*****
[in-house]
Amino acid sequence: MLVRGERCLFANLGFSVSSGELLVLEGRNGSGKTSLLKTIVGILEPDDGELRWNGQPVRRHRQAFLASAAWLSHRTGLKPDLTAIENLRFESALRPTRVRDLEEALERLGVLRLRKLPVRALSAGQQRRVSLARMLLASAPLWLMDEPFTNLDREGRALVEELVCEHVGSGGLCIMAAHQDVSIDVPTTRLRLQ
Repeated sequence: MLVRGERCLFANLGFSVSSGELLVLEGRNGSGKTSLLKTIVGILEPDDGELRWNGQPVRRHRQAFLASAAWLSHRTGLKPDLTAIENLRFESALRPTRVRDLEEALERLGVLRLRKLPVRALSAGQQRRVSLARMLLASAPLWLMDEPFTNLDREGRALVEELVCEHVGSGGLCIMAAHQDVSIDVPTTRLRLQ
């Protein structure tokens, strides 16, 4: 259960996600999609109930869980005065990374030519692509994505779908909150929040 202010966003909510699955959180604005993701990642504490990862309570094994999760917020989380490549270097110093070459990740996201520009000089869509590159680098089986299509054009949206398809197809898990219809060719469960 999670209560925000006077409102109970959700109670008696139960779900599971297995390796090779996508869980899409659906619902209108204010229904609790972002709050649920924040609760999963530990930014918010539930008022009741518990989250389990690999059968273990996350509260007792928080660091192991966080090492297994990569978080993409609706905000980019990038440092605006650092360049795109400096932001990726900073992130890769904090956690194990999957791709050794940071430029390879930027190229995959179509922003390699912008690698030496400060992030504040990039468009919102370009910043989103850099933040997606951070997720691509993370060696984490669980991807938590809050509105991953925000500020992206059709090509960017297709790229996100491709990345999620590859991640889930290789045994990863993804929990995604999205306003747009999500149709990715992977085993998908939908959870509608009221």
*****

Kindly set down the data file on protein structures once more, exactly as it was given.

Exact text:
[in-house]
Amino acid sequence: MLVRGERCLFANLGFSVSSGELLVLEGRNGSGKTSLLKTIVGILEPDDGELRWNGQPVRRHRQAFLASAAWLSHRTGLKPDLTAIENLRFESALRPTRVRDLEEALERLGVLRLRKLPVRALSAGQQRRVSLARMLLASAPLWLMDEPFTNLDREGRALVEELVCEHVGSGGLCIMAAHQDVSIDVPTTRLRLQ
Repeated sequence: MLVRGERCLFANLGFSVSSGELLVLEGRNGSGKTSLLKTIVGILEPDDGELRWNGQPVRRHRQAFLASAAWLSHRTGLKPDLTAIENLRFESALRPTRVRDLEEALERLGVLRLRKLPVRALSAGQQRRVSLARMLLASAPLWLMDEPFTNLDREGRALVEELVCEHVGSGGLCIMAAHQDVSIDVPTTRLRLQ
């Protein structure tokens, strides 16, 4: 259960996600999609109930869980005065990374030519692509994505779908909150929040 202010966003909510699955959180604005993701990642504490990862309570094994999760917020989380490549270097110093070459990740996201520009000089869509590159680098089986299509054009949206398809197809898990219809060719469960 999670209560925000006077409102109970959700109670008696139960779900599971297995390796090779996508869980899409659906619902209108204010229904609790972002709050649920924040609760999963530990930014918010539930008022009741518990989250389990690999059968273990996350509260007792928080660091192991966080090492297994990569978080993409609706905000980019990038440092605006650092360049795109400096932001990726900073992130890769904090956690194990999957791709050794940071430029390879930027190229995959179509922003390699912008690698030496400060992030504040990039468009919102370009910043989103850099933040997606951070997720691509993370060696984490669980991807938590809050509105991953925000500020992206059709090509960017297709790229996100491709990345999620590859991640889930290789045994990863993804929990995604999205306003747009999500149709990715992977085993998908939908959870509608009221």